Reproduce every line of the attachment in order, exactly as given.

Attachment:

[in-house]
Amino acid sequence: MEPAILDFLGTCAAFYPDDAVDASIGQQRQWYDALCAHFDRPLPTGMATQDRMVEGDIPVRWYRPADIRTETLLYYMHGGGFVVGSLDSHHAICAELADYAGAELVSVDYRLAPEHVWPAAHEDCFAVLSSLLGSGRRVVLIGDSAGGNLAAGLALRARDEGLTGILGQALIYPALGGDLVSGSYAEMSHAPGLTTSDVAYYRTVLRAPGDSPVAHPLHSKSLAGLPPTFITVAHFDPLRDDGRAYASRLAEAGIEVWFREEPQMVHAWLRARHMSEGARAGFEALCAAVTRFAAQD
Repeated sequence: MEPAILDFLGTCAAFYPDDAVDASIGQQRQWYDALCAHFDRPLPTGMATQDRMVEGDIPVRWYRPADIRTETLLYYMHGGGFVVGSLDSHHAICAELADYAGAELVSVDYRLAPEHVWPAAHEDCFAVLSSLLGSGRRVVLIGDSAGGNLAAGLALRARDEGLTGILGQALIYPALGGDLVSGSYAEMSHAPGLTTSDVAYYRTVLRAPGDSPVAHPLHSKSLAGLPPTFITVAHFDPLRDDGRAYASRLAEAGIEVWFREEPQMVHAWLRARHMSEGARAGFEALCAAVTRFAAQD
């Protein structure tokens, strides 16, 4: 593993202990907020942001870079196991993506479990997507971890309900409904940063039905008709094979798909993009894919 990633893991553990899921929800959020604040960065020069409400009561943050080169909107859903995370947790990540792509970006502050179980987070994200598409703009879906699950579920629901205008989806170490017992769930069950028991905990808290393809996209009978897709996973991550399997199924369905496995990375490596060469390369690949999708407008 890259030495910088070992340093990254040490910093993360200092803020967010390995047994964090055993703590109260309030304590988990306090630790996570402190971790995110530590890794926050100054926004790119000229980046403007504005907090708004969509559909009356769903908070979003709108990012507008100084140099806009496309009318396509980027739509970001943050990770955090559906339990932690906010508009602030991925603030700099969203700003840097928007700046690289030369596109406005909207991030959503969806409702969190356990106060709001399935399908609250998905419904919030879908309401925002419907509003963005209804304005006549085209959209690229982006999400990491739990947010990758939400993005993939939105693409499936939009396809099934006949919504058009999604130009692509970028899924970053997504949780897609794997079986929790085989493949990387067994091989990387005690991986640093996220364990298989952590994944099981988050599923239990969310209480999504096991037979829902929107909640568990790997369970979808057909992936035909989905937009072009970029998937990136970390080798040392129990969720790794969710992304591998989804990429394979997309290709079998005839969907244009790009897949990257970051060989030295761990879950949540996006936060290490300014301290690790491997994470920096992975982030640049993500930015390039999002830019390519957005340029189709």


[in-house]
Amino acid sequence: MEPAILDFLGTCAAFYPDDAVDASIGQQRQWYDALCAHFDRPLPTGMATQDRMVEGDIPVRWYRPADIRTETLLYYMHGGGFVVGSLDSHHAICAELADYAGAELVSVDYRLAPEHVWPAAHEDCFAVLSSLLGSGRRVVLIGDSAGGNLAAGLALRARDEGLTGILGQALIYPALGGDLVSGSYAEMSHAPGLTTSDVAYYRTVLRAPGDSPVAHPLHSKSLAGLPPTFITVAHFDPLRDDGRAYASRLAEAGIEVWFREEPQMVHAWLRARHMSEGARAGFEALCAAVTRFAAQD
Repeated sequence: MEPAILDFLGTCAAFYPDDAVDASIGQQRQWYDALCAHFDRPLPTGMATQDRMVEGDIPVRWYRPADIRTETLLYYMHGGGFVVGSLDSHHAICAELADYAGAELVSVDYRLAPEHVWPAAHEDCFAVLSSLLGSGRRVVLIGDSAGGNLAAGLALRARDEGLTGILGQALIYPALGGDLVSGSYAEMSHAPGLTTSDVAYYRTVLRAPGDSPVAHPLHSKSLAGLPPTFITVAHFDPLRDDGRAYASRLAEAGIEVWFREEPQMVHAWLRARHMSEGARAGFEALCAAVTRFAAQD
């Protein structure tokens, strides 16, 4: 593993202990907020942001870079196991993506479990997507971890309900409904940063039905008709094979798909993009894919 990633893991553990899921929800959020604040960065020069409400009561943050080169909107859903995370947790990540792509970006502050179980987070994200598409703009879906699950579920629901205008989806170490017992769930069950028991905990808290393809996209009978897709996973991550399997199924369905496995990375490596060469390369690949999708407008 890259030495910088070992340093990254040490910093993360200092803020967010390995047994964090055993703590109260309030304590988990306090630790996570402190971790995110530590890794926050100054926004790119000229980046403007504005907090708004969509559909009356769903908070979003709108990012507008100084140099806009496309009318396509980027739509970001943050990770955090559906339990932690906010508009602030991925603030700099969203700003840097928007700046690289030369596109406005909207991030959503969806409702969190356990106060709001399935399908609250998905419904919030879908309401925002419907509003963005209804304005006549085209959209690229982006999400990491739990947010990758939400993005993939939105693409499936939009396809099934006949919504058009999604130009692509970028899924970053997504949780897609794997079986929790085989493949990387067994091989990387005690991986640093996220364990298989952590994944099981988050599923239990969310209480999504096991037979829902929107909640568990790997369970979808057909992936035909989905937009072009970029998937990136970390080798040392129990969720790794969710992304591998989804990429394979997309290709079998005839969907244009790009897949990257970051060989030295761990879950949540996006936060290490300014301290690790491997994470920096992975982030640049993500930015390039999002830019390519957005340029189709």